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June 24th, 2016
This is the third part of the “Turkey Investor Brief” series prepared by StratejiCo. If you would like to get a more comprehensive brief, please get in touch with our team.
Turkish automotive industry history dates back to 1920s. Koç Holding ventured the first automotive sector business in Turkey when the founder, Vehbi Koç, became a Ford retailer in 1929. That was the only activity in the industry until Koç Holding started the production of Anadol brand in 1966. Koç Otosan Company, which was an assembly of Ford, used Ford and other international companies’ technologies to produce Anadol in Turkey. This initial attempt later expanded to other foreign companies involving Renault, Ford and Fiat to enter Turkish market after 80’s.
Turkey started economic liberalization policy in 1980 and implemented market reforms throughout the decade. Even though Turkey initiated the liberalization policy, there were still obstacles for import due to export tariffs and barriers. These difficulties were overcome with the sign of Customs Union agreement in 1995. Agreement on Customs Union required the elimination of some tariffs and taxes and Turkey turned into a regional and global player in the industry.
Turkey wants to boost vehicle and parts production to become
world’s 10th largest economy by 2023
Growth of the Sector
Throughout the years Turkey promoted its automotive industry, now Turkey wants to boost vehicle and parts production to become world’s 10th largest economy by 2023. Turkey aims to produce 4 million vehicles and export 3 million of it in 2023, which would vault into the top list of auto and parts producing countries, with an estimated value of $75 billion. Turkey also aims to strengthen its national auto industry by producing a national car brand by 2020, a target that has become an important part of government’s industrial policy. While that's an ambitious objective, the sector has enjoyed growing exports in 2015.
Recent Developments in The Industry
Major automotive industry players in Turkey faced with long-lasting strikes in 2015. The unrest started in the second quarter of the year (May 2015) in a main industry operator in Bursa city and spread to other companies. Within days the strike had escalated, expanding to all the other major factories in Turkey, causing a standstill at a loss of $70 million a day.
Although the future did not seem so bright for the manufacturers and Turkish economy due to labor movements in May 2015, according to the Investment Support and Promotion Agency of the Prime Ministry, Turkey broke industry records. With 992,000 vehicles produced in Turkey reaching export markets, industry broke records in both production and exports in 2015 with annual production capacity hitting 1.7 million vehicles. Production went up by 16% while exports went up by 12% compared with 2014, marking two new records for Turkey’s automotive industry. According to Automotive Industrialists’ Association (OSD), this improvement is the first fruit of investments realized in previous years. Thanks to R&D (research and development) and investment incentives realized in the past two years the industry increased its capacity by 20%.
Turkey was 15th biggest automotive producer in the world and the 5th in Europe in 2015.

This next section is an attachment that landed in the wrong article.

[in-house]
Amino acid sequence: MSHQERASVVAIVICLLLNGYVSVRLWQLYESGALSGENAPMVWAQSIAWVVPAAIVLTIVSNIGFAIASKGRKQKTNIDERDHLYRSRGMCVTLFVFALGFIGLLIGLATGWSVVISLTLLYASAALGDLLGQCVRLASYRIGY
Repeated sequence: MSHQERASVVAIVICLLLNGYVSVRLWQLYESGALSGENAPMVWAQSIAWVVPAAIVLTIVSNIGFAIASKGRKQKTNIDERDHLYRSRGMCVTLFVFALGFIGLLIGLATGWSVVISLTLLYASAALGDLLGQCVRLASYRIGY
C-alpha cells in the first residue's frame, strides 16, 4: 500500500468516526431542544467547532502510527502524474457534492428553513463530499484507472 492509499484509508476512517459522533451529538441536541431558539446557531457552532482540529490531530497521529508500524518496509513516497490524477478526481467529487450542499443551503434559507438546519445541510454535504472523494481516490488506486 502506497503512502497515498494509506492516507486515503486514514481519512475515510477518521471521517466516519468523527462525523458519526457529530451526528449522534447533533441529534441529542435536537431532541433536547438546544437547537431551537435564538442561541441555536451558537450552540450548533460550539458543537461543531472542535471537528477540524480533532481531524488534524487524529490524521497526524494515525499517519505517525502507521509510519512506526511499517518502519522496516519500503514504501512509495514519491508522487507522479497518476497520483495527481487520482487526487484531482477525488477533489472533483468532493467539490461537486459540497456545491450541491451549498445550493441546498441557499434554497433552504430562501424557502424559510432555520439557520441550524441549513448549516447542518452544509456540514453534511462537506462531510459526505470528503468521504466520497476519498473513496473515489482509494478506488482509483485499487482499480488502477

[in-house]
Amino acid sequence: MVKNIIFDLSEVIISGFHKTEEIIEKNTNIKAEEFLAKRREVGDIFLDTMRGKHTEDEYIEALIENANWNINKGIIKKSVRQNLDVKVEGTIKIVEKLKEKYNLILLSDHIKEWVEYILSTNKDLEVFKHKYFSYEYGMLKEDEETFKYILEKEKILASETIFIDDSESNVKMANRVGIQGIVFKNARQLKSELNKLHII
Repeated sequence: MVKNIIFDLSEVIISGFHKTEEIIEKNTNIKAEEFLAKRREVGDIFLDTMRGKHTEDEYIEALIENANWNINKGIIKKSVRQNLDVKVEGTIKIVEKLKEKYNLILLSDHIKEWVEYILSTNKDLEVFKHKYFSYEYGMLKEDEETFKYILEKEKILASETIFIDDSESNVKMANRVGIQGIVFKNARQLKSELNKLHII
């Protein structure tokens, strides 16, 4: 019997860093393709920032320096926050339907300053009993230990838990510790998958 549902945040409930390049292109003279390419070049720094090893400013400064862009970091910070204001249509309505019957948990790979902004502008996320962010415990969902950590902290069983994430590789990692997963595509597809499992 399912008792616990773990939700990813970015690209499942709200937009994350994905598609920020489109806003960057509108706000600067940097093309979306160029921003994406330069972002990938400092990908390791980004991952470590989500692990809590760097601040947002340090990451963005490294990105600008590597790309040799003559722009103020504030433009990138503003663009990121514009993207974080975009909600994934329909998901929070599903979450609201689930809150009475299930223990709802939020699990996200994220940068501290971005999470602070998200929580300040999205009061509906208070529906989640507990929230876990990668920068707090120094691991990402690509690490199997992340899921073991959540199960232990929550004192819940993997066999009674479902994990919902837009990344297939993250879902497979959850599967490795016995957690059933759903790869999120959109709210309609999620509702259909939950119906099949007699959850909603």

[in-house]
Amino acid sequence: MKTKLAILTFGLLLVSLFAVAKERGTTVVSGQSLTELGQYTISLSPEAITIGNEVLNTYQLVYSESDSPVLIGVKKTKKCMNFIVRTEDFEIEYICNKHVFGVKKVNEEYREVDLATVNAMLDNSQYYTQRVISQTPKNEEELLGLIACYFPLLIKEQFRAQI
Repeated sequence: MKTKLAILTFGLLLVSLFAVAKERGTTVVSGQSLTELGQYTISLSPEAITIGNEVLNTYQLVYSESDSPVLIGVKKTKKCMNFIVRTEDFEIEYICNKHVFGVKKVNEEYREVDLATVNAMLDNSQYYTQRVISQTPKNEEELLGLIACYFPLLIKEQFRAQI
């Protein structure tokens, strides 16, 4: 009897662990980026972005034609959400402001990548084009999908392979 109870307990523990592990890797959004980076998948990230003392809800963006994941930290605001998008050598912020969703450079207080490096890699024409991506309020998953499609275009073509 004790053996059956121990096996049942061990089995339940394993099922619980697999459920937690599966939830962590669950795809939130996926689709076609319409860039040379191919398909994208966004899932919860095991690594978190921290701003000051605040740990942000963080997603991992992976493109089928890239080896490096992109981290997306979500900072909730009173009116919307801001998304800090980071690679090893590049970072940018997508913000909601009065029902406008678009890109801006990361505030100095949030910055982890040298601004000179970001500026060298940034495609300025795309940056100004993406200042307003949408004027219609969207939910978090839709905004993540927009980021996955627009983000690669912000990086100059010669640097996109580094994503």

Challenges of The Sector
The automotive industry is an immeasurably significant and strategic sector for Turkey because of its high added value, employment opportunities and competitive structure. At this point the industry is obviously open to new research and developments. While this picture depicts that R&D is an inevitably crucial factor in gaining high technological performance, in Turkey R&D ratio for automotive industry stands unfortunately below 1%.
New Minimum Wage
After a government-established commission increased the new minimum wage as of January 2016, which decreased Turkey's advantage of being low-cost labor country. Soaring wages and new working conditions resulted as a burden for employers. This situation has implications on the negotiations of collective bargaining agreements with unions as disagreements and disputes. The disagreements between employers, unions and employees could result in falling behind Eastern European countries and not competing with them while Turkey is aiming to become one of the top automotive industry players. Regarding the coming year, a majority of the companies in the sector will renew their CBAs, and probably will be faced similar concerns mentioned above.
In the last few decades, the Turkish automotive industry has become a driving force behind Turkey’s export-oriented economic success. Even though there are difficulties regarding the R&D and employee uneasiness, we expect that automotive industry will keep on its improvement and be one of the main booster of the Turkish economy by combining the increasing domestic demand and export opportunities.
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StratejiCo. is an independent Turkish corporate and public affairs consultancy firm, providing trusted advice to multinational companies and government institutions in Eurasia since 1987.
This report is prepared by StratejiCo. based on the information gathered from publicly available sources. Opinions and views expressed in this view do not reflect StratejiCo.’s official view. The purpose of this content is to provide our readers with different perspectives about their businesses. StratejiCo. cannot be held liable or responsible for the decisions based on the information provided here.